The mole ratio of NaSH to the inorganic base (NaOH, Na2 CO3 or mixtures thereof) is preferably at least about 1:1. More preferably, it is from about 1:1 to about 1.5:1.
This salt-forming reacting is preferably carried out in the presence of an inert organic solvent. Suitable organic solvents include N,N-dimethylacetamide and dimethylformamide. However, the presence of a solvent is not critical to this invention.
Any suitable reaction temperature may be employed for this reaction step. A preferable range is from about 50° C. to about 100° C. The reaction time is dependent upon the temperature used; suitable reaction time would range from about 30 minutes to about 600 minutes. However, the present invention is not limited to particular reaction temperatures or times.
The sodium pentachlorothiophenolate may be reacted directly in a nitrating medium to form PCNB, or, according to a preferred embodiment, may be first acidified with a mineral acid such as HCl to form pentachlorothiophenol. This latter reaction is illustrated in the following reaction equation (B) wherein HCl is employed as the mineral acid.
C.sub.6 Cl.sub.5 SNa+HCL→C.sub.6 Cl.sub.5 SH+NaCl (B)
Other mineral acids besides HCl may be used for this step. These acids include sulfuric and phosphoric acids. Generally, the amount of mineral acid added should be sufficient to convert substantially all of this sodium salt to PCTP.
Any reaction conditions normally used in similar acidification reactions may be used herein and the present invention is not to be limited to any specific reaction conditions for this step.
Either sodium pentachlorothiophenolate or pentachlorothiophenol is reacted with nitric acid in the presence of H2 SO4 or oleum to form PCNB. The exact mechanism of this reaction is not known; but it is believed that the PCTP reacts with HNO3 in the presence of oleum by more than one reaction route. Two theorized routes are illustrated below by reaction equations (C) and (D):
C.sub.6 Cl.sub.5 SH+7HNO.sub.3 +3SO.sub.3 →C.sub.6 Cl.sub.5 NO.sub.2 +6NO.sub.2 +4H.sub.2 SO.sub.4 (C)
C.sub.6 Cl.sub.5 SH+3HNO.sub.3 +SO.sub.3 →C.sub.6 Cl.sub.5 NO.sub.2 +2NO+2H.sub.2 SO.sub.4 (D)
As can be seen, NO2 or NO is produced as a by-product of each route. Since mixtures of NO2 and NO may be in the resulting reaction mixture, it is believed that the formation of PCNB from PCTP occurs simultaneously by both reaction mechanisms (C) and (D) and possibly others. Of course, the present invention is not to be limited to any particular reaction mechanisms.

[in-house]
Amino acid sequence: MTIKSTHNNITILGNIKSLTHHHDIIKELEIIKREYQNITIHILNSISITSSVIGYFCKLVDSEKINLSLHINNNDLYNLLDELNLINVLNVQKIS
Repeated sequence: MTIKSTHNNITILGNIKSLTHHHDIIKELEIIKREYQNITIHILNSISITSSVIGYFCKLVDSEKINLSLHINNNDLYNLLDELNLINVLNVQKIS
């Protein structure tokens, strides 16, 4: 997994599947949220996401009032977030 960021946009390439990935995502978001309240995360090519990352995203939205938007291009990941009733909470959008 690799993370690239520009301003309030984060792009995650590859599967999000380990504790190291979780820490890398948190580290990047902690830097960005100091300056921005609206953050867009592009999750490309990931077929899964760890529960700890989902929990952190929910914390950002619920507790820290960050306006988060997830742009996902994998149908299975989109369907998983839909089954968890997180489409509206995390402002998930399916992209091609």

The mixed nitration acid reactant for this step is, as indicated above, comprised of sulfuric and nitric acid. It is preferred that sulfur trioxide also be present (as in commercial oleum). While it is not believed to be critical, it is advantageous to employ a weight ratio of sulfuric acid to nitric acid of at least about 0.1:1 in order to achieve desirable yields of PCNB. It is more preferred to employ a weight ratio of at least about 0.2:1, most preferably, from about 0.25:1 to about 1.1:1, of these two acids for optimum yields. Also, it is desirable to employ SO3 in amounts from about 1% to about 30%, more preferably, at least about 10% by weight of the H2 SO4 employed.
Sufficient mixed nitration acid should be employed so as to have a molar excess of HNO3 over PCTP. As can be seen from equations (C) and (D), above, the theorized reaction mechanisms require this molar excess. Advantageously, the mole ratio is preferred to be at least about 3:1. More preferably, it is desirable to employ sufficient nitric acid so that the molar ratio is from about 10:1 to about 40:1.
Preferably, the nitric acid and sulfuric acid (oleum may be substituted for the latter) making up this mixed nitration acid are both in the most concentrated form as possible. Desirably, the nitric acid making up part of the mixed nitration acid is concentrated nitric acid having at least about 65%, more preferably at least about 90%, by weight of HNO3. The sulfuric acid is preferably in concentrated form containing at least about 85%, more preferably 95%, by weight of H2 SO4.
Sufficient sulfuric acid should preferably be present to act simultaneously as a solvent and catalyst and to absorb water formed during the reaction. In particular, regarding its catalytic effect, it is known that the presence of sulfuric acid protonates the nitric acid and, thus, makes the nitric acid a more reactive species for the present invention. The additional presence of SO3 is preferred because it is believed that a higher yield and a purer product may occur.